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6 Tips for School Success with ADHD: Yes, It’s Possible!

Posted on: October 20th, 2017 by North Star Marketing No Comments

For parents of kids with ADHD, it should be affirming to know that October is ADHD Awareness Month. It’s definitely a reminder that you are not alone! We understand the unique challenges of ADHD for students, but we also celebrate the opportunities that exist for success…and there are many! 

When parents ask what strategies our Tampa Day School educators find most effective in helping ADHD students succeed, we’re happy to share some of the many techniques we employ:

  1.    Start that homework with some help!

Our TDS homework lab period provides the structure and teacher support needed to build successful homework habits and encourage homework completion. Students feel so much less stress when they’ve developed a path to completion while still at school. That translates to fewer meltdowns at home!

  1.    Pinpoint the problem.

  There’s no cookie-cutter approach to student weaknesses because each student we serve is unique.  We work with each child to identify areas that need strengthening – whether it is organization, time management, planning, task initiation, or a host of other possibilities. Correctly identifying the problem(s) allows us to develop a plan. It’s like the old adage, “the journey of a million miles begins with one step.”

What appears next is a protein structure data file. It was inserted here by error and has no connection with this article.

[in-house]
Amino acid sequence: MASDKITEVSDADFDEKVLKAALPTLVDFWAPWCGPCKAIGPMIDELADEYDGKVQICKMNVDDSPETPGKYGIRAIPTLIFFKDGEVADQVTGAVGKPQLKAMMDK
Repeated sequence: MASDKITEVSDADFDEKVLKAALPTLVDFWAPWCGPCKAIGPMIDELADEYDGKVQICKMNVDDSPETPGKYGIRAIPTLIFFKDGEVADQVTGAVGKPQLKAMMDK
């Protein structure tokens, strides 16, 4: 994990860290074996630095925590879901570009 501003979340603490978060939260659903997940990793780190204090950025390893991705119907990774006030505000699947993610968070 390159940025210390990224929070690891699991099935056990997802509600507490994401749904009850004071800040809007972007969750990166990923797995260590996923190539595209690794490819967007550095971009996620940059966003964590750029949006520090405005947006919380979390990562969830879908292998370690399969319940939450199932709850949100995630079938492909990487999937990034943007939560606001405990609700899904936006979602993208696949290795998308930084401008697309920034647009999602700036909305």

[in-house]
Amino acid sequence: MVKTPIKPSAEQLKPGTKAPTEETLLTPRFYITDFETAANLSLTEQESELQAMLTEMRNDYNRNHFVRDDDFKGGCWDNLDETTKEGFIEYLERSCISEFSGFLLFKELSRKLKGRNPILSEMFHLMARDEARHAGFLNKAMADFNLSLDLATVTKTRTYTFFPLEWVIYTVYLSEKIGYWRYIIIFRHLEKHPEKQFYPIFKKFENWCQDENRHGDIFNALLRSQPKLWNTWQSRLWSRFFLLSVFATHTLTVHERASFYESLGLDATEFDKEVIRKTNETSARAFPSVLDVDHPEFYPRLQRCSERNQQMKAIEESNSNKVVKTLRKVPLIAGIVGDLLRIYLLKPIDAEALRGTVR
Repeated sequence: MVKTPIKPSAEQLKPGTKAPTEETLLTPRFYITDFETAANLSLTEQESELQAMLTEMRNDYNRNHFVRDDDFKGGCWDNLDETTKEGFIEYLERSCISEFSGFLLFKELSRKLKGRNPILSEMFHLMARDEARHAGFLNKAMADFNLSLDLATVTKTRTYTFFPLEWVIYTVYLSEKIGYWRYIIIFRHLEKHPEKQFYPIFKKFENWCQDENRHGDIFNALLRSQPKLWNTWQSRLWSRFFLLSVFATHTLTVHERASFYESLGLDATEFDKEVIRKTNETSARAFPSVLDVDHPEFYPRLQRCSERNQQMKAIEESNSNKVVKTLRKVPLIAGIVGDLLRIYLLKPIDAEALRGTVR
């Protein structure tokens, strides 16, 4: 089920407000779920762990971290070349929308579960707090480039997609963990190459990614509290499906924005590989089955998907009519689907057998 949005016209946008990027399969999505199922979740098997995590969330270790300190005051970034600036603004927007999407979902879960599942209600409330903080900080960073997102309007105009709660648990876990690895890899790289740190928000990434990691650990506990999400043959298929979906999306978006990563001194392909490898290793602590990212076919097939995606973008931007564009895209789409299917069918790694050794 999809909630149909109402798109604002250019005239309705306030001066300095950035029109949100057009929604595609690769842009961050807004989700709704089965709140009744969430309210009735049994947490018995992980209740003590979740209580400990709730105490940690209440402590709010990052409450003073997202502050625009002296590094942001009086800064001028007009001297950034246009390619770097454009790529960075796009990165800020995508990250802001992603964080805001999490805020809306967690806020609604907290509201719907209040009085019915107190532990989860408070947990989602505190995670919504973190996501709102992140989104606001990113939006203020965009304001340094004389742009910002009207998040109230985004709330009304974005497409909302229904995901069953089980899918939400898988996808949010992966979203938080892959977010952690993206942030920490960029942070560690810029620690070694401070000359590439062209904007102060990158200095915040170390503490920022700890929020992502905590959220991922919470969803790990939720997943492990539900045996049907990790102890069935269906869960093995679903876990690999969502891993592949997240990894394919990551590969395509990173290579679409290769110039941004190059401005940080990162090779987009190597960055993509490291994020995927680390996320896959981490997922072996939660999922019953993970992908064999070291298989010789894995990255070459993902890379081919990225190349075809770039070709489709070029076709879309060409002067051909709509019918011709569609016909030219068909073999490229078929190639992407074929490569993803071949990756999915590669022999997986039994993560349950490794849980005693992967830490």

1.    Mix in relational coaching.

  While many ADHD students struggle with self-control, regulating emotions, and understanding social cues, we’ve learned how to help students better understand what behaviors or attitudes contribute to interpersonal conflicts. What’s more, we model and promote the development of prosocial behavior, perspective taking, and successful interactions. We find encouragement and direct coaching go a long way! Who needs Dr. Phil?

  1.    Use brain-based strategies.

TDS educators are savvy in ways to minimize off-task behavior and foster active classroom engagement. You might observe students paired, standing, and interacting with one another when learning a concept or demonstrating proficiency. We’ve found this technique increases personal accountability for learning, and allows the teacher to quickly determine which students need more time or assistance to grasp the lesson.

  1.    Partner with parents.

The TDS team collaborates to develop a support plan unique to your child’s needs. Daily reports are used to maximize school-home communication and provide students with routine performance feedback. This eliminates a great deal of potential anxiety and demonstrates how much we value two-way communication with parents.